Uncovering History

Bring On History Fest!

As the people who read my tweets and my family know, I am very excited for Minnesota’s first annual History Fest on August 9th.   It promises discussion of historical thinking and opportunities for collaboration, the two main streams of my professional growth this decade.  Keynote speaker Bruce Lesh’s book Why Won’t  You Just Tell Us the Answer?  catalyzed these trends and the content of my, still under construction, presentation during the day’s last session represents one outcome of this work.

In the past past I have greatly increased my professional associational life.  My wife accurately observes that being a member of more than a handful of history, social studies and educational groups creates a lot of mail, definitely more than I can read.  But, these organizations have enriched my practice in ways large and small, and History Fest, cohosted by MNHS and MNCHE, brings much of this together.

The WHA, for instance, introduced me to Lendol Calder’s seminal article on “Uncoverage: Toward a Signature Pedagogy for the History Survey” through a James De Lorenzi article in the Bulletin of World History (p. 49).  De Lorenzi applies Calder’s “uncovering” pedagogy to the World History survey.  Intrigued by both articles I emailed Dr. Calder inquiring about “uncoverage” in high school, and he referred me to Bruce VanSledright’s The Challenge of Rethinking Historical Education. I loved the ideas in VanSledright’s book, which have made their way into all of my professional presentations since, including the current one.  The book, however, is very theoretical, to the point that VanSledright needed to create a fictitious history teacher to illustrate his ideas.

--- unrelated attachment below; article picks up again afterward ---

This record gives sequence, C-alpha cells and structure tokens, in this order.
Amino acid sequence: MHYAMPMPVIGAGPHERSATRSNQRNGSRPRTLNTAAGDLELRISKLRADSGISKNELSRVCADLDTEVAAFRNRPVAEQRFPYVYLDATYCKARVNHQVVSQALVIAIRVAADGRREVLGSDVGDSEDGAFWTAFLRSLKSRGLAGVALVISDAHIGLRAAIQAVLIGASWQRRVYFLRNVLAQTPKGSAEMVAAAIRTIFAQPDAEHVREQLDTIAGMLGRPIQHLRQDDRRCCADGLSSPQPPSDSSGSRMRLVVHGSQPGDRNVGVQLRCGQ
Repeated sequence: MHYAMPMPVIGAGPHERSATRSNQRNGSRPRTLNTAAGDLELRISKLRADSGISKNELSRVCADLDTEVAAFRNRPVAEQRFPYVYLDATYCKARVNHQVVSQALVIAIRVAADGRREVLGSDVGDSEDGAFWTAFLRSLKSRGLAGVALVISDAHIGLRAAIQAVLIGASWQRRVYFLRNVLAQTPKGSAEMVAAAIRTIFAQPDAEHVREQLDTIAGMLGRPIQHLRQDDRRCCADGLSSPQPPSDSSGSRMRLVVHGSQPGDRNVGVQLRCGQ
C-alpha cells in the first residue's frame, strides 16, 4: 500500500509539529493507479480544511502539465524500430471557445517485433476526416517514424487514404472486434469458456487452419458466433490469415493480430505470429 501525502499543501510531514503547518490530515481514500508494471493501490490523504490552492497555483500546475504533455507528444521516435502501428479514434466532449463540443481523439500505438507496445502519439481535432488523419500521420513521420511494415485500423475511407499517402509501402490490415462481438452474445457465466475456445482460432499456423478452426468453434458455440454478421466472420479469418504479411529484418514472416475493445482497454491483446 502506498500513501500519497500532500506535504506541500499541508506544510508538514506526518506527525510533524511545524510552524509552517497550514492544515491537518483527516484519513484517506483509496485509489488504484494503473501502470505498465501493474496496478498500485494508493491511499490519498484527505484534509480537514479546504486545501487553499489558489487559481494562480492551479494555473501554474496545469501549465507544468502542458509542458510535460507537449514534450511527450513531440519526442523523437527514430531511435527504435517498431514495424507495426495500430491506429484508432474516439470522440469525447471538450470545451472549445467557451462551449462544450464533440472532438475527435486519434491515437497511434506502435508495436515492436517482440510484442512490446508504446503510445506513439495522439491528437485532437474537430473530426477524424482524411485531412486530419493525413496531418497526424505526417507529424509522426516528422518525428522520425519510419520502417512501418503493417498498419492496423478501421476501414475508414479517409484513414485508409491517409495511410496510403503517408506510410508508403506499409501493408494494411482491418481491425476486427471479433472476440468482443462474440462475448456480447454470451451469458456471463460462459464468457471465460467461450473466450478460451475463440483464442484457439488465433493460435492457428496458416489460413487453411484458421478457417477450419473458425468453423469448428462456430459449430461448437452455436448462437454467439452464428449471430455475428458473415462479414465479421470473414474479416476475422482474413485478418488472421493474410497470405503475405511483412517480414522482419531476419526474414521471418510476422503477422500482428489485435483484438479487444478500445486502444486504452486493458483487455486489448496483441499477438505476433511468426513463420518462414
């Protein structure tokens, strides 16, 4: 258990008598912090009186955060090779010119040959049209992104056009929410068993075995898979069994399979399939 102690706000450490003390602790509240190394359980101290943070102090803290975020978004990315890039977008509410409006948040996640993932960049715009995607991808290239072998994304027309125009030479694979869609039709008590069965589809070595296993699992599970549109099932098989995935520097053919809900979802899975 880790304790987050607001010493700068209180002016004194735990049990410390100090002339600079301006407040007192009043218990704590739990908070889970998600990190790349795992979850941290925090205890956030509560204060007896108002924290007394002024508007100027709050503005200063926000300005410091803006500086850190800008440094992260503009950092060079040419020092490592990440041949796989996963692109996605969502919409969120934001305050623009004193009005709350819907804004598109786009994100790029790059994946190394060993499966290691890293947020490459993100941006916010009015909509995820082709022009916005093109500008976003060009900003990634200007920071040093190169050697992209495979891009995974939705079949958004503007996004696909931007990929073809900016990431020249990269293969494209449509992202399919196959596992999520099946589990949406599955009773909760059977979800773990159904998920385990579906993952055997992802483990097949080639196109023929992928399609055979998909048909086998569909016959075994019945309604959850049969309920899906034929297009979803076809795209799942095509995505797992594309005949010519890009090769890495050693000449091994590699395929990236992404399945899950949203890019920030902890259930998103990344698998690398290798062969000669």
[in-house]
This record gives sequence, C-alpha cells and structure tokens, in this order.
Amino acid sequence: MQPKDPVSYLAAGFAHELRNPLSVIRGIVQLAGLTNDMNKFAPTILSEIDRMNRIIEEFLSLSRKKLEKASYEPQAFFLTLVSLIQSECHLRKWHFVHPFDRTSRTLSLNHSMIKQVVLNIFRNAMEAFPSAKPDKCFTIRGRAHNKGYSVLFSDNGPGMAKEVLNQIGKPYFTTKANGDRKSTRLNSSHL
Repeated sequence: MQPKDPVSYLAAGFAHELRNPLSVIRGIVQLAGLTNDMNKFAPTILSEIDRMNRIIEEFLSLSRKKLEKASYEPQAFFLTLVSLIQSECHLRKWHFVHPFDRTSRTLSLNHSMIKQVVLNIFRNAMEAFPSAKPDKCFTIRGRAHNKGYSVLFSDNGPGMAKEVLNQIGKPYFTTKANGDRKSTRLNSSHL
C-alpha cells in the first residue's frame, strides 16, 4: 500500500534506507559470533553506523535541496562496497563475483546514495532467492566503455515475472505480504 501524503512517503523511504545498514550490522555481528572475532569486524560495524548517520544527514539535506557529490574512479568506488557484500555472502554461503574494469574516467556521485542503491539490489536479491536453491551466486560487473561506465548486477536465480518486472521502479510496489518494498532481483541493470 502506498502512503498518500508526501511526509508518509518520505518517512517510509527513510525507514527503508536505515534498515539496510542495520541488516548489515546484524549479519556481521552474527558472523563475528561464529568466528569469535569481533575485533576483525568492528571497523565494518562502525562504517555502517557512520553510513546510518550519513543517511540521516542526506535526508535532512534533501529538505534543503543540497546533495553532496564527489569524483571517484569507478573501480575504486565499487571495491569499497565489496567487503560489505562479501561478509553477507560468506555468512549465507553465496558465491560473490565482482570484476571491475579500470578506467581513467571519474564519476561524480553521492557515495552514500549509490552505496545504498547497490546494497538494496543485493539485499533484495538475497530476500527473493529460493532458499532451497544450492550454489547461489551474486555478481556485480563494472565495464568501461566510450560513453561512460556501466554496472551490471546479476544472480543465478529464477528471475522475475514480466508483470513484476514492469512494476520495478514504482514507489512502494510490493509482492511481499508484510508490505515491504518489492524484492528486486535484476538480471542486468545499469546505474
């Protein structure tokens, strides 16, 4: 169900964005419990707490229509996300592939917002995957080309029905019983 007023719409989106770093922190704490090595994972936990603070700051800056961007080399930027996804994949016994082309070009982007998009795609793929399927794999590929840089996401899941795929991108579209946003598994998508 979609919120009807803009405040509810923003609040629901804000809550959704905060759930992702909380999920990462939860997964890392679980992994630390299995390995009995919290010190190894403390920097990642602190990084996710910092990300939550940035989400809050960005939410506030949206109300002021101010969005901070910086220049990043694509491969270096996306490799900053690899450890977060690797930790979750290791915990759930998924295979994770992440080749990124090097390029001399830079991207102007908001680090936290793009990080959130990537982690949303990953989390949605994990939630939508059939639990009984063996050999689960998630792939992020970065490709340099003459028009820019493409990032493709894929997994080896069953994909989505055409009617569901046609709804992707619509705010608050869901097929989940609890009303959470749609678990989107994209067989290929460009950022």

Bruce Lesh’s voice as an experienced classroom teacher made his Why Won’t  You Just Tell Us the Answer?which I first spotted in an advertisement in the NCSS publication Social Education–much more compelling for me.  His description of “reality arriv[ing] in the form of a teenager” has made it’s way into many of my presentations.  The book taught me a lot about guiding students to construct their own understandings.  With money from a grant in spring 2012, I used Lesh’s book to lead a small group of colleagues in putting these ideas into practice.  This group has continued to create and adapt constructivist history lessons in US and World History classes. Blog entries from this work are here and here.

In the four years since I have continued to collaborate with people in my building, on twitter (@ERBeckman), and through MNCHE to develop classroom practices that guide students to uncover history. My presentation–DBQs for everyone–draws on embedding primary source interpretation into my World History classes.  Developing a rubric to assess student historical thinking in both stand alone history labs and unit assessments has been key.  Applying this rubric, or parts of it, has allowed me to bring historical thinking into my classes on more of a regular basis.  I am excited to share this and even more excited to hear from many of the people who have inspired and worked with me.

By Eric Beckman

I am a veteran high school history teacher interested in decolonizing history curricula, anti-racist pedagogy, and e-learning.

Let me know what you think!

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